47. 47. Marcus Hutter - 47 - Universal Induction & Intelligence Conditional Kolmogorov ComplexityQuestion: When is object=string x similar to object=string y?Universal solution: x similar y ⇔ x can be easily (re)constructed from y⇔ Kolmogorov complexity K(x|y) := min{ (p) : U (p, y) = x} is smallExamples: +1) x is very similar to itself (K(x|x) = 0) +2) A processed x is similar to x (K(f (x)|x) = 0 if K(f ) = O(1)). e.g. doubling, reverting, inverting, encrypting, partially deleting x.3) A random string is with high probability not similar to any other string (K(random|y) =length(random)).The problem with K(x|y) as similarity=distance measure is that it isneither symmetric nor normalized nor computable.
48. 48. Marcus Hutter - 48 - Universal Induction & Intelligence The Universal Similarity Metric • Symmetrization and normalization leads to a/the universal metric d: max{K(x|y), K(y|x)} 0 ≤ d(x, y) := ≤ 1 max{K(x), K(y)} • Every eﬀective similarity between x and y is detected by d • Use K(x|y) ≈ K(xy)−K(y) (coding T) and K(x) ≡ KU (x) ≈ KT (x) =⇒ computable approximation: Normalized compression distance: KT (xy) − min{KT (x), KT (y)} d(x, y) ≈ 1 max{KT (x), KT (y)} • For T choose Lempel-Ziv or gzip or bzip(2) (de)compressor in the applications below. • Theory: Lempel-Ziv compresses asymptotically better than any probabilistic ﬁnite state automaton predictor/compressor.
49. 49. Marcus Hutter - 49 - Universal Induction & Intelligence Tree-Based Clustering • If many objects x1 , ..., xn need to be compared, determine the similarity matrix Mij = d(xi , xj ) for 1 ≤ i, j ≤ n • Now cluster similar objects. • There are various clustering techniques. • Tree-based clustering: Create a tree connecting similar objects, • e.g. quartet method (for clustering)
50. 50. Marcus Hutter - 50 - Universal Induction & Intelligence Genomics & Phylogeny: MammalsLet x1 , ..., xn be mitochondrial genome sequences of diﬀerent mammals:Partial distance matrix Mij using bzip2(?) Cat Echidna Gorilla ... BrownBear Chimpanzee FinWhale HouseMouse ... Carp Cow Gibbon Human ... BrownBear 0.002 0.943 0.887 0.935 0.906 0.944 0.915 0.939 0.940 0.934 0.930 ... Carp 0.943 0.006 0.946 0.954 0.947 0.955 0.952 0.951 0.957 0.956 0.946 ... Cat 0.887 0.946 0.003 0.926 0.897 0.942 0.905 0.928 0.931 0.919 0.922 ... Chimpanzee 0.935 0.954 0.926 0.006 0.926 0.948 0.926 0.849 0.731 0.943 0.667 ... Cow 0.906 0.947 0.897 0.926 0.006 0.936 0.885 0.931 0.927 0.925 0.920 ... Echidna 0.944 0.955 0.942 0.948 0.936 0.005 0.936 0.947 0.947 0.941 0.939 ...FinbackWhale 0.915 0.952 0.905 0.926 0.885 0.936 0.005 0.930 0.931 0.933 0.922 ... Gibbon 0.939 0.951 0.928 0.849 0.931 0.947 0.930 0.005 0.859 0.948 0.844 ... Gorilla 0.940 0.957 0.931 0.731 0.927 0.947 0.931 0.859 0.006 0.944 0.737 ... HouseMouse 0.934 0.956 0.919 0.943 0.925 0.941 0.933 0.948 0.944 0.006 0.932 ... Human 0.930 0.946 0.922 0.667 0.920 0.939 0.922 0.844 0.737 0.932 0.005 ... ... ... ... ... ... ... ... ... ... ... ... ... ...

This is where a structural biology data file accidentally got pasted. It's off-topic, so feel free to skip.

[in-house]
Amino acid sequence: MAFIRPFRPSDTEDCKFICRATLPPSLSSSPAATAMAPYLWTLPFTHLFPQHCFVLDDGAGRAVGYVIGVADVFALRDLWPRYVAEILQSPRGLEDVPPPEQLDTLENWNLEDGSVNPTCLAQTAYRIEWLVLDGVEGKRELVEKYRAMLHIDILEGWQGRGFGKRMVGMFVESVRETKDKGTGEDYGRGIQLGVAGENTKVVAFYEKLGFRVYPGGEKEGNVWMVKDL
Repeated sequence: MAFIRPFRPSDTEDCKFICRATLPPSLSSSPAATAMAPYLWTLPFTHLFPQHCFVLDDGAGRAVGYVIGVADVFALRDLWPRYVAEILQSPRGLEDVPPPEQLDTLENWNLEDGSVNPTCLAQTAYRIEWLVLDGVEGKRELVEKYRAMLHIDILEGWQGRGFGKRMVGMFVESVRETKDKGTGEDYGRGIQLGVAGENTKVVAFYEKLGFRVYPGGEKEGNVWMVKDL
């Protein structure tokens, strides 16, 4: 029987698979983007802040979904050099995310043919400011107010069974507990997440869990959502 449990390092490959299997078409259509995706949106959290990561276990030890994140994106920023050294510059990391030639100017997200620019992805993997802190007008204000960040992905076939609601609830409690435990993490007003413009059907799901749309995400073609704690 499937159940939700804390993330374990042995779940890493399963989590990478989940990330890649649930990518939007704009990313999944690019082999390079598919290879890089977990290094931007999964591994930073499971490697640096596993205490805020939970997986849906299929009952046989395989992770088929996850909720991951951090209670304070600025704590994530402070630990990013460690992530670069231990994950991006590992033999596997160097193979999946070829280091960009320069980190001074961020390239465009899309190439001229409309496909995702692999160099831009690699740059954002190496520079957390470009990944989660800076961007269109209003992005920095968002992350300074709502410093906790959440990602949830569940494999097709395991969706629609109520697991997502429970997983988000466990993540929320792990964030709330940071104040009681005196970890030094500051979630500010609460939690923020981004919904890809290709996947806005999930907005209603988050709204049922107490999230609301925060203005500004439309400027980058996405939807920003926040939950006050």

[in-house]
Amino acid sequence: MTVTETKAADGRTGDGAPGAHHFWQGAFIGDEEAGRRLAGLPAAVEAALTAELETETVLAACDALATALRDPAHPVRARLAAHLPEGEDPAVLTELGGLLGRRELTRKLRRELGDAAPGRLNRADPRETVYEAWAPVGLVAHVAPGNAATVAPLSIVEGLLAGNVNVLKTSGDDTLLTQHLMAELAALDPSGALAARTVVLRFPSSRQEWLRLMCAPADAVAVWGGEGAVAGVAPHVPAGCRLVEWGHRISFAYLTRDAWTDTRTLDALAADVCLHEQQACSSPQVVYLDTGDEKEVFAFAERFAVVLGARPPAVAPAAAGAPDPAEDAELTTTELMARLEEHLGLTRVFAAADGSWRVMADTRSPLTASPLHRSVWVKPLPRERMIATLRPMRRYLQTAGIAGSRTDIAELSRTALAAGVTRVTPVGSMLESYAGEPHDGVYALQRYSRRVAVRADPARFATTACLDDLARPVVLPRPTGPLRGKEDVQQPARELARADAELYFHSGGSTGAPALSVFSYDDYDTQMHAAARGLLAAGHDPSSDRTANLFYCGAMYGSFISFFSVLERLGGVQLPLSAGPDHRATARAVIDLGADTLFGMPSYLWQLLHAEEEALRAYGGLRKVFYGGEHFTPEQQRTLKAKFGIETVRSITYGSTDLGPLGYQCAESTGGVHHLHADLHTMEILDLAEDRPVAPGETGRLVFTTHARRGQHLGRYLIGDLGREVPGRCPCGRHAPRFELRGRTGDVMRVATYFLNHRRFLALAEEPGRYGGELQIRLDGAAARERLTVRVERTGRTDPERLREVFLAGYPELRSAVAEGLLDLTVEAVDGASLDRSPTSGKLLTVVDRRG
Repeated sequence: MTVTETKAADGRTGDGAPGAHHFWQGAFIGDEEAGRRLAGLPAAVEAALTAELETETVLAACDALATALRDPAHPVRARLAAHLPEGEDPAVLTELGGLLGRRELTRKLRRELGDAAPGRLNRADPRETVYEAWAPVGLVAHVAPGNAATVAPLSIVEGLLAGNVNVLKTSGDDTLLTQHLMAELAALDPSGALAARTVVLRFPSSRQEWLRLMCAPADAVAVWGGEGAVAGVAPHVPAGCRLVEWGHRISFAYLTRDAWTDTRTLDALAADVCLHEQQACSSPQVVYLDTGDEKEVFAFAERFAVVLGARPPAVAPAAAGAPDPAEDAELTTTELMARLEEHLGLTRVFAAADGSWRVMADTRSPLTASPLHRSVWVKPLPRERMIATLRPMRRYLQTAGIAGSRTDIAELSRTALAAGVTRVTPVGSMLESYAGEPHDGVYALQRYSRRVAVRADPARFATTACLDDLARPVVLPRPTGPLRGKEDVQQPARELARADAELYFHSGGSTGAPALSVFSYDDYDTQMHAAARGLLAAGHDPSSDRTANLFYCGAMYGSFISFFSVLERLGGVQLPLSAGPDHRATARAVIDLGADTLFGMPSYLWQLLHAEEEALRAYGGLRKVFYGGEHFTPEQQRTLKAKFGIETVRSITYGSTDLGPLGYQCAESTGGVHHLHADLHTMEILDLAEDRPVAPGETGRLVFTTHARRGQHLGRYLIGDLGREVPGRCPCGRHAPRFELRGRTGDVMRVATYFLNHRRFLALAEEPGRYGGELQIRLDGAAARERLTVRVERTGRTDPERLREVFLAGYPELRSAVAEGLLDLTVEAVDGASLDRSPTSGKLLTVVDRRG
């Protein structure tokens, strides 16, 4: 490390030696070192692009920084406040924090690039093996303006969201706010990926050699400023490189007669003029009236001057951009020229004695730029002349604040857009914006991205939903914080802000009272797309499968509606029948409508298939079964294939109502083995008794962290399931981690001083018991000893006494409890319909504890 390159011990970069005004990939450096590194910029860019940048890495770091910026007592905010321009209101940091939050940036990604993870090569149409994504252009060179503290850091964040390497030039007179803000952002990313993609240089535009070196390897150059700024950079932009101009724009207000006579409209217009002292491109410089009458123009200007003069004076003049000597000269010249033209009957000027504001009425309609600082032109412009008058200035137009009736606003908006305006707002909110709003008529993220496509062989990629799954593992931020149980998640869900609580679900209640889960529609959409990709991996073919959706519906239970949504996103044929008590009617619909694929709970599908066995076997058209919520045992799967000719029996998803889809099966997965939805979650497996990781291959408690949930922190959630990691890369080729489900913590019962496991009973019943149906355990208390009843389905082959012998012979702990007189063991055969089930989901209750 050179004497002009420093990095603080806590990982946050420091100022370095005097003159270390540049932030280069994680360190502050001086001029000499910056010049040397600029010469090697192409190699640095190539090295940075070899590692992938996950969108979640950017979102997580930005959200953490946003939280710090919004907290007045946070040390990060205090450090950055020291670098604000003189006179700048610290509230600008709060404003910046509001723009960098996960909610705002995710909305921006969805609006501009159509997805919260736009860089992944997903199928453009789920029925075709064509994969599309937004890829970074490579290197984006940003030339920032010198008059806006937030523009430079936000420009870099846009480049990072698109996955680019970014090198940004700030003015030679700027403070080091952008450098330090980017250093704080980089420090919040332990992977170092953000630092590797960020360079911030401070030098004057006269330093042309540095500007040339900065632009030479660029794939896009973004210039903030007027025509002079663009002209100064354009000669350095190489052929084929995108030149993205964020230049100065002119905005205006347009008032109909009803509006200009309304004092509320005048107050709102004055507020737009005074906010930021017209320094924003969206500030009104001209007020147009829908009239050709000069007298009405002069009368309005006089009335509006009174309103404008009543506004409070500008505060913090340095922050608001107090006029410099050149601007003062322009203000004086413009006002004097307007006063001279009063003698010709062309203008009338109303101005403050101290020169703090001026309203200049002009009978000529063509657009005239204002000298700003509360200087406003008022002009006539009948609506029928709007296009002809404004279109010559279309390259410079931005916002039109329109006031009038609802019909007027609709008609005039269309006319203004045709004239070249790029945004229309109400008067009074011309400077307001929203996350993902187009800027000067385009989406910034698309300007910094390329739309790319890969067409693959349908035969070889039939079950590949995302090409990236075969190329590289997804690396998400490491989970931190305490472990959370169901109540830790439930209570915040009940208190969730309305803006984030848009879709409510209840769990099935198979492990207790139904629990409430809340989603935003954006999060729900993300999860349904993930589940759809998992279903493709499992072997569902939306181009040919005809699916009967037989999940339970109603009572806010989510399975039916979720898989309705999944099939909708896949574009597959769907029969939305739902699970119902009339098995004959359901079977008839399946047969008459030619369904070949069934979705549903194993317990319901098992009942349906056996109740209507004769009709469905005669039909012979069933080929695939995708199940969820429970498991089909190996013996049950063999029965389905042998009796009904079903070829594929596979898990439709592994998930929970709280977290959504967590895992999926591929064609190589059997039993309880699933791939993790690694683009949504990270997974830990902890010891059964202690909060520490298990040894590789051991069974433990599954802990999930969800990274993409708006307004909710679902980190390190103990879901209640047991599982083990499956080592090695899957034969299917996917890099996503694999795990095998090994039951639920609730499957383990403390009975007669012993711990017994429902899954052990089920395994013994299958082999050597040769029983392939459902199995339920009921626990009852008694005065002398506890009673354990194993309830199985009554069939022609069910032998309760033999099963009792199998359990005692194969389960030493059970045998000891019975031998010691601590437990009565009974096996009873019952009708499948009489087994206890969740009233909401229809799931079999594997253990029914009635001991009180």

51. 51. Marcus Hutter - 51 - Universal Induction & Intelligence Genomics & Phylogeny: MammalsEvolutionary tree built from complete mammalian mtDNA of 24 species: Carp Cow BlueWhale FinbackWhale Cat Ferungulates BrownBear PolarBear GreySeal HarborSeal Eutheria Horse WhiteRhino Gibbon Gorilla Primates Human Chimpanzee PygmyChimp OrangutanSumatranOrangutan HouseMouse Eutheria - Rodents Rat Opossum Metatheria Wallaroo Echidna Prototheria Platypus
52. 52. Marcus Hutter - 52 - Universal Induction & IntelligenceGenomics & Phylogeny: SARS Virus and Others • Clustering of SARS virus in relation to potential similar virii based on complete sequenced genome(s) using bzip2: • The relations are very similar to the deﬁnitive tree based on medical-macrobio-genomics analysis from biologists.
53. 53. Marcus Hutter - 53 - Universal Induction & IntelligenceGenomics & Phylogeny: SARS Virus and Others SARSTOR2v120403 HumanCorona1 MurineHep11 RatSialCorona n8 AvianIB2 n10 n7 MurineHep2 AvianIB1 n2 n13 n0 n5 PRD1 n4 MeaslesSch n12 n3 n9 SIRV1 MeaslesMora n11 SIRV2 DuckAdeno1 n1 AvianAdeno1CELO n6 HumanAdeno40 BovineAdeno3
54. 54. Marcus Hutter - 54 - Universal Induction & Intelligence Classiﬁcation of Diﬀerent File TypesClassiﬁcation of ﬁles based on markedly diﬀerent ﬁle types using bzip2• Four mitochondrial gene sequences• Four excerpts from the novel “The Zeppelin’s Passenger”• Four MIDI ﬁles without further processing• Two Linux x86 ELF executables (the cp and rm commands)• Two compiled Java class ﬁlesNo features of any speciﬁc domain of application are used!
55. 55. Marcus Hutter - 55 - Universal Induction & Intelligence Classiﬁcation of Diﬀerent File Types GenesFoxC GenesRatD MusicHendrixB n10 GenesPolarBearB MusicHendrixA n0 n5 n13 GenesBlackBearA n3 MusicBergB n8 n2 MusicBergA ELFExecutableB n7 n12 ELFExecutableA n1 JavaClassB n6 n4 JavaClassA TextD n11 n9 TextC TextB TextAPerfect classiﬁcation!
56. 56. Marcus Hutter - 56 - Universal Induction & Intelligence Language Tree (Re)construction • Let x1 , ..., xn be the “The Universal Declaration of Human Rights” in various languages 1, ..., n. • Distance matrix Mij based on gzip. Language tree constructed from Mij by the Fitch-Margoliash method [Li&al’03] • All main linguistic groups can be recognized (next slide)
57. 57. Basque [Spain] Hungarian [Hungary] Polish [Poland] Sorbian [Germany] SLAVIC Slovak [Slovakia] Czech [Czech Rep] Slovenian [Slovenia] Serbian [Serbia] Bosnian [Bosnia] Croatian [Croatia] Romani Balkan [East Europe] Albanian [Albany] BALTIC Lithuanian [Lithuania] Latvian [Latvia] ALTAIC Turkish [Turkey] Uzbek [Utzbekistan] Breton [France] Maltese [Malta] OccitanAuvergnat [France] Walloon [Belgique] English [UK] French [France]ROMANCE Asturian [Spain] Portuguese [Portugal] Spanish [Spain] Galician [Spain] Catalan [Spain] Occitan [France] Rhaeto Romance [Switzerland] Friulian [Italy] Italian [Italy] Sammarinese [Italy] Corsican [France] Sardinian [Italy] Romanian [Romania] Romani Vlach [Macedonia] CELTIC Welsh [UK] Scottish Gaelic [UK] Irish Gaelic [UK] German [Germany] Luxembourgish [Luxembourg] Frisian [Netherlands] Dutch [Netherlands] Afrikaans GERMANIC Swedish [Sweden] Norwegian Nynorsk [Norway] Danish [Denmark] Norwegian Bokmal [Norway] Faroese [Denmark] Icelandic [Iceland] UGROFINNIC Finnish [Finland] Estonian [Estonia]